But early in 2008, the good life unraveled. After a three-month strike, Nolen took a buyout rather than a pay cut. Less than a year later, the plant was closed and American Axle shipped much of its work to Mexico.

Now Nolen makes $17 an hour in the shipping department of a Detroit steel fabricator, about 40 percent less than he made at the axle plant.

“America is losing jobs because of the free trade stuff,” Nolen said. “They’re selling America out.”

Nationally, the proportion of middle class adults shrank to 51 percent in 2014 from 55 percent in 2000, Pew found. Upper-income adults now constitute 20 percent of the population, up from 17 percent. The lower-income share has risen to 29 percent from 28 percent.

Yet the changes have been much more dramatic at the local level. There are now 79 metro areas in which the proportion of adults in upper-income households equals or exceeds the national average of 20 percent. That’s more than double the 37 cities in which that was true in 2000.

The trend hasn’t been quite as pronounced in the other direction: In 103 metro areas, 29 percent or more of adults now live in poor households, up from 92 in 2000.

The report studied 229 of the largest U.S. metro areas, which constituted 76 percent of the U.S. population.

Overall, cities with the largest middle classes are more likely to be in the Midwest. Those with the biggest low-income populations are more often in the Southwest, particularly near the Mexico border. Metro areas with the highest proportions of upper-income households are more likely to be found in the Northeast or along the West Coast.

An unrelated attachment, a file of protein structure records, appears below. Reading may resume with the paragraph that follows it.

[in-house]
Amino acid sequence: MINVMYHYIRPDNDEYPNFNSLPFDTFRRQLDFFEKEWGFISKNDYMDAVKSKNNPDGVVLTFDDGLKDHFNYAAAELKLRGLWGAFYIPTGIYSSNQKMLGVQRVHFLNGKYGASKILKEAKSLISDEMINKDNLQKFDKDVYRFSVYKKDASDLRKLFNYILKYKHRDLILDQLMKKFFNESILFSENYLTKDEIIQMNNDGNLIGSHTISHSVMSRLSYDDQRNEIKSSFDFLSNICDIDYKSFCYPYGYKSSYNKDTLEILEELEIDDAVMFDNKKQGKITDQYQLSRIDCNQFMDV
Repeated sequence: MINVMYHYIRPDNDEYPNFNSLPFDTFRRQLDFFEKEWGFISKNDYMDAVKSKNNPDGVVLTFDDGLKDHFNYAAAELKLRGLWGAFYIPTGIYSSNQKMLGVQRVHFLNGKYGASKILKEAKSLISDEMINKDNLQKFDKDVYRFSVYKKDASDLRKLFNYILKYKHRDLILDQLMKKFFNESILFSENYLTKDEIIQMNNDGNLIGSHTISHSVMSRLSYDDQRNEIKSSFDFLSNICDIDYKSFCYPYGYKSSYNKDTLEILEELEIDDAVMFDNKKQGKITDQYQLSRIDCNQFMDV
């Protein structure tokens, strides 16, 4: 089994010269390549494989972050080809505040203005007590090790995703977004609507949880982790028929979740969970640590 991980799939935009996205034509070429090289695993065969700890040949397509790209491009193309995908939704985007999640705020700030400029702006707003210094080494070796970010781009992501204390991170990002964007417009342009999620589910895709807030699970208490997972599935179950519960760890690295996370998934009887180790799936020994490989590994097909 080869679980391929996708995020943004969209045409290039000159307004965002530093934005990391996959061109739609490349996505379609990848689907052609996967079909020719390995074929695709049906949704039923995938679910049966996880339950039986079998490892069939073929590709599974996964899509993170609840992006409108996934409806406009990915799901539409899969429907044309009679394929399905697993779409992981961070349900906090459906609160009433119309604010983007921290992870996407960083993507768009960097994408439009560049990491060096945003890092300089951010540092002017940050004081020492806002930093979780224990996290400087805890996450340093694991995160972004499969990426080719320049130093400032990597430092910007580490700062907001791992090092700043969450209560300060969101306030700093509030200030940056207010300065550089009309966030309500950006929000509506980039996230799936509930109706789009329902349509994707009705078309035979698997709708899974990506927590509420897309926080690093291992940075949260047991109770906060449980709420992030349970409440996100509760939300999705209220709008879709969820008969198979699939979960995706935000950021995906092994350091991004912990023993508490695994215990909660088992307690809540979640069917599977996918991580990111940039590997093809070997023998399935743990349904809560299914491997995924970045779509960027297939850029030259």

Even many of the cities with substantial middle-class populations are still under stress, according to Pew’s research. For example, Wausau, Wisconsin, and Youngstown-Warren, Ohio, are among the cities with the largest proportions of adults in middle-class homes, at 67.2 percent and 60.2 percent, respectively.

Yet median incomes have fallen sharply in both cities. They fell 8.5 percent in Wausau and 12.9 percent in Youngstown, Pew found. That compares with an 8 percent drop from 2000 to 2014 nationwide.

In addition, both cities have seen their lower-income population shares grow, while upper-incomes shrank. That suggests their middle classes have been bolstered by downward mobility, as some richer households fell into the middle, and middle-income earners fell into lower brackets.

In some cases, many former middle-class residents have moved up. In others, they have fallen lower.

For example, middle-class adults now constitute just 48.6 percent of the population in Boston, down from nearly 56 percent in 2000. Nearly the entire change reflects an increase in upper-income earners, which jumped 7 percentage points to nearly 30 percent. The lower-income proportion remained about 21.5 percent.

In Atlanta, the middle-income population has fallen to 50.5 percent of the total from 56 percent. There are fewer higher-earners too: Their share fell about 1 percentage point to 22.6 percent. The gains occurred among lower-income adults, who jumped 7 points to 27 percent.

The national figures reflect a broad divide: More people moved up than down in 119 communities, Pew found, while the reverse was true in 110.

_____

Star-Advertiser web producer Craig Gima contributed to this report.

Click here to see our full coverage of the coronavirus outbreak. Submit your coronavirus news tip.

Comments (42)